(all images link to higher resolution)

The 9502 is a handful. If only they could cut down on the area above and below the screen, it’d be a bit more petite. In-hand, the device feels high quality. A combination of metal and plastic is used on the casing.

The screen is reflective, meaning that it’s difficult to view in bright conditions. A screen protector could remedy this. Note how the screen is surrounded in a polished metallic bezel. Nice touch.

The screen easily slides open with one finger thanks to the strong spring assist. The keyboard is quite small.

Note that even though my hands are on the small side, my thumbs covers four keys at once. Later in the review we’ll see how this keyboard compares to that of the HTC TyTN II.

I know it’s a bit blurry, but here you can see the illumination of all of the buttons on the 9502 at night. This can be turned on via the light sensor.

    In a closer view of the keyboard, we can see that there is a function key in the bottom left to call up the blue symbols on the keys. There is no LED to indicate caps lock has been set. Note the convenient location of the soft reset hole in the upper right.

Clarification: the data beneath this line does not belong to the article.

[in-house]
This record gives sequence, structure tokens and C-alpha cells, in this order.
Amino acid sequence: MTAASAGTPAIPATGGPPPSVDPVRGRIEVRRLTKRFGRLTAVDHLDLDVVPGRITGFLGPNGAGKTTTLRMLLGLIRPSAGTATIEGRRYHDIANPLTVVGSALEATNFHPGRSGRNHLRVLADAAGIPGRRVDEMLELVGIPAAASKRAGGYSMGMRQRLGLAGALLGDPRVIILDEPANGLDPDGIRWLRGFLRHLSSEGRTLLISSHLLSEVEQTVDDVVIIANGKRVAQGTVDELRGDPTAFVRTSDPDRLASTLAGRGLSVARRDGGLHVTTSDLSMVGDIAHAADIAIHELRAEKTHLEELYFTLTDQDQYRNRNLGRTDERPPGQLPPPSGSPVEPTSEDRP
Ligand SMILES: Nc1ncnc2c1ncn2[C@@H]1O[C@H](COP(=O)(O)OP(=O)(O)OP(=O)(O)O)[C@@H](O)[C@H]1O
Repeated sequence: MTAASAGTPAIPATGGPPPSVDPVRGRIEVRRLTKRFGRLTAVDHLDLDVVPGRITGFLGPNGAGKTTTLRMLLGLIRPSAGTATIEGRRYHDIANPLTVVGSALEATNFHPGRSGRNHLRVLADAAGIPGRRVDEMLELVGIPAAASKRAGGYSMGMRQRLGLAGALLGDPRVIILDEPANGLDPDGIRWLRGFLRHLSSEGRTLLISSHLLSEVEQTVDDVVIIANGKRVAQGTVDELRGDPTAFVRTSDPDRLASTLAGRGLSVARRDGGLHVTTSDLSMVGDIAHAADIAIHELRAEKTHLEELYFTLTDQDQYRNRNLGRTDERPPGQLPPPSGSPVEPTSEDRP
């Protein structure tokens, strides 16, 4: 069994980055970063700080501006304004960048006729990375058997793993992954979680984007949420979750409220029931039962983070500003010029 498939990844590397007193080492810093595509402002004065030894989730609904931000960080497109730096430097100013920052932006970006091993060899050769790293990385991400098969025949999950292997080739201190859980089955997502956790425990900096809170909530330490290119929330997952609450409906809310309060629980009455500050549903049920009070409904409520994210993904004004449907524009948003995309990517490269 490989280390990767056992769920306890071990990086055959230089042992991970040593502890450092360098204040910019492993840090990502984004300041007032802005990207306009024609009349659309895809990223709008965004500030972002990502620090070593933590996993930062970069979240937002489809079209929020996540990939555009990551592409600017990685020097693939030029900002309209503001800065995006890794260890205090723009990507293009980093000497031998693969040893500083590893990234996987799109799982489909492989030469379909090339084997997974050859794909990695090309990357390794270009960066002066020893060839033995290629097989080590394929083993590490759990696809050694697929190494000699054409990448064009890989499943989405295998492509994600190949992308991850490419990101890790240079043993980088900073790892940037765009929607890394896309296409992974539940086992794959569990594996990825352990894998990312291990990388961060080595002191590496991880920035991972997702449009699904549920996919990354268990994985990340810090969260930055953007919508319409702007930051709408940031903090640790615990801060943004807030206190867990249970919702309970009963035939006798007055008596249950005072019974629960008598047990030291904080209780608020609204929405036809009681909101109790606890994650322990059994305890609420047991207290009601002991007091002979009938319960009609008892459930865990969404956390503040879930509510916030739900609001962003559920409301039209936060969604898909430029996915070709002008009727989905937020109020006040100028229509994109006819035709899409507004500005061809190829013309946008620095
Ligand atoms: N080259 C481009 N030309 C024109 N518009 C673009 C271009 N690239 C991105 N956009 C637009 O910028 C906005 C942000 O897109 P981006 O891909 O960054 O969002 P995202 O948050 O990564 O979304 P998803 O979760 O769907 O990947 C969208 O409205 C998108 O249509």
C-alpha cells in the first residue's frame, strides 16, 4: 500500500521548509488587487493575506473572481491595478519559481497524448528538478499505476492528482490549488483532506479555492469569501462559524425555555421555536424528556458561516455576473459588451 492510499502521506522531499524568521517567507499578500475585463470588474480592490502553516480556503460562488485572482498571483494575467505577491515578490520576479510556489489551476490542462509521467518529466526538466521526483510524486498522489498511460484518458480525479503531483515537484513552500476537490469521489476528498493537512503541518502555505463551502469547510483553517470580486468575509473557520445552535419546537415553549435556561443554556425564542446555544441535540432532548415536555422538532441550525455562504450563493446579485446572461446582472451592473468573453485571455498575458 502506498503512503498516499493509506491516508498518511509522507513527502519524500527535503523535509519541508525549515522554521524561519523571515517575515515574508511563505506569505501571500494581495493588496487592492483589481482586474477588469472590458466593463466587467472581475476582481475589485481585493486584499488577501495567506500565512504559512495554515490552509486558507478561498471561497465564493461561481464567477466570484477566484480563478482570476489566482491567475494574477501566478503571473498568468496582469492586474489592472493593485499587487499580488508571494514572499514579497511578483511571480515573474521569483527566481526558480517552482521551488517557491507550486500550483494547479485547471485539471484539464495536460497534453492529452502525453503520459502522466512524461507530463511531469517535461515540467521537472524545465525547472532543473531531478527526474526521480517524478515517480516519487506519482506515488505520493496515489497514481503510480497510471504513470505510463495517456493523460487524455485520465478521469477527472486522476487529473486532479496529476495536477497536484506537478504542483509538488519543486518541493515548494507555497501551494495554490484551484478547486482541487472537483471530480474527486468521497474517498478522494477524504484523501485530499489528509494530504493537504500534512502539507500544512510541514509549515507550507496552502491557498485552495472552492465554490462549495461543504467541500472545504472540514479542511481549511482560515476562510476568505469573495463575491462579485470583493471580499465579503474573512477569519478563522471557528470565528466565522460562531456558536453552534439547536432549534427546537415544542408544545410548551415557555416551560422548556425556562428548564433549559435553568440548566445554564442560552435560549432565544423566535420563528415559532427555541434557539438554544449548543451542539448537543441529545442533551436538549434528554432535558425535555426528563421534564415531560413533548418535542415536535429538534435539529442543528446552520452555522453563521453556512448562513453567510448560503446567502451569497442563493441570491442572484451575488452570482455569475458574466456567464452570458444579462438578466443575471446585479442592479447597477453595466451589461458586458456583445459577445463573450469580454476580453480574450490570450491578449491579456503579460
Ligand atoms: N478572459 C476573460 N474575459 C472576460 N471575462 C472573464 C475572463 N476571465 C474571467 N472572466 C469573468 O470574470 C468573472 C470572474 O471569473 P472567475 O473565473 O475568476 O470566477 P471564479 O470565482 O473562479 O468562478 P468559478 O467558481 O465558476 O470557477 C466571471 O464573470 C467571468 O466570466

On the top, we have a shortcut to messaging and Pocket Internet Explorer, plus a front-facing VGA camera for video calls. Sadly, US users of the 9502 won’t be able to use this functionality. There is also a status light on the left side of the ear speaker.

On the bottom there is a D-Pad with a select button, plus call start and end keys. Above that are oddly-placed hardware soft keys, an OK button, and Start button.

Tilting to the bottom, we see the microphone surrounded by leather texture. A bit tacky.

And on the top, we have the same leather texture, with a power button on the right, and stylus silo on the left.

Speaking of the stylus, the one included is retractable, unfortunately, and feels cheap.

On the left side we have a scroll wheel (sweet!) that presses inwards, plus another OK key, wireless manager launcher, and miniUSB port for syncing/charging/TV-out (also sweet). Speaking of TV-out…

…here is a video demonstration of the TV-out capability.

    On the other side, we have a standard 2.5mm headphone jack (aka "mini headphone"), which is the best we can ask for. The real standard 3.5mm isn’t found on too many devices these days. To the right of that is a button for camera, record, and volume up and down.

Where’s the microSD slot, you ask? Well, i-mate makes you pull off the back to get to it. At least you can keep the battery installed, though, unlike some devices.